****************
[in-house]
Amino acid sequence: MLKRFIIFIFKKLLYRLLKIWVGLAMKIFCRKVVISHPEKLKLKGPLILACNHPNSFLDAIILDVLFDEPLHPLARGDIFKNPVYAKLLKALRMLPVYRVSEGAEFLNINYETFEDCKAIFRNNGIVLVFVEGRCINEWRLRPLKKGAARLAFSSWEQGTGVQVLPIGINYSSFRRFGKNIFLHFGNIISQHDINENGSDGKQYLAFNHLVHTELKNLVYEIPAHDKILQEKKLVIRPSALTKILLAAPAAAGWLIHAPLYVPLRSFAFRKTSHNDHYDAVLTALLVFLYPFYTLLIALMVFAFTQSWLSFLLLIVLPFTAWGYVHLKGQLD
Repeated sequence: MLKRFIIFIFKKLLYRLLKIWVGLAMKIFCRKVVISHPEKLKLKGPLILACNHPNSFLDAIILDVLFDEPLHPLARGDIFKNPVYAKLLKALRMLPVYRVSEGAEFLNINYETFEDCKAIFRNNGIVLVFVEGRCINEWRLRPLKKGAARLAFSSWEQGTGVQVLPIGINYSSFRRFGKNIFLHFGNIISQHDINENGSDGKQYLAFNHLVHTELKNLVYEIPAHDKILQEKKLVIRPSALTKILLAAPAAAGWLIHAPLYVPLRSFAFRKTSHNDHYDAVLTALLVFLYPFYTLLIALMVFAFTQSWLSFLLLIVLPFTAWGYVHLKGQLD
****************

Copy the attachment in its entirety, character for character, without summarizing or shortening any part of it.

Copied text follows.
[in-house]
Amino acid sequence: MLKRFIIFIFKKLLYRLLKIWVGLAMKIFCRKVVISHPEKLKLKGPLILACNHPNSFLDAIILDVLFDEPLHPLARGDIFKNPVYAKLLKALRMLPVYRVSEGAEFLNINYETFEDCKAIFRNNGIVLVFVEGRCINEWRLRPLKKGAARLAFSSWEQGTGVQVLPIGINYSSFRRFGKNIFLHFGNIISQHDINENGSDGKQYLAFNHLVHTELKNLVYEIPAHDKILQEKKLVIRPSALTKILLAAPAAAGWLIHAPLYVPLRSFAFRKTSHNDHYDAVLTALLVFLYPFYTLLIALMVFAFTQSWLSFLLLIVLPFTAWGYVHLKGQLD
Repeated sequence: MLKRFIIFIFKKLLYRLLKIWVGLAMKIFCRKVVISHPEKLKLKGPLILACNHPNSFLDAIILDVLFDEPLHPLARGDIFKNPVYAKLLKALRMLPVYRVSEGAEFLNINYETFEDCKAIFRNNGIVLVFVEGRCINEWRLRPLKKGAARLAFSSWEQGTGVQVLPIGINYSSFRRFGKNIFLHFGNIISQHDINENGSDGKQYLAFNHLVHTELKNLVYEIPAHDKILQEKKLVIRPSALTKILLAAPAAAGWLIHAPLYVPLRSFAFRKTSHNDHYDAVLTALLVFLYPFYTLLIALMVFAFTQSWLSFLLLIVLPFTAWGYVHLKGQLD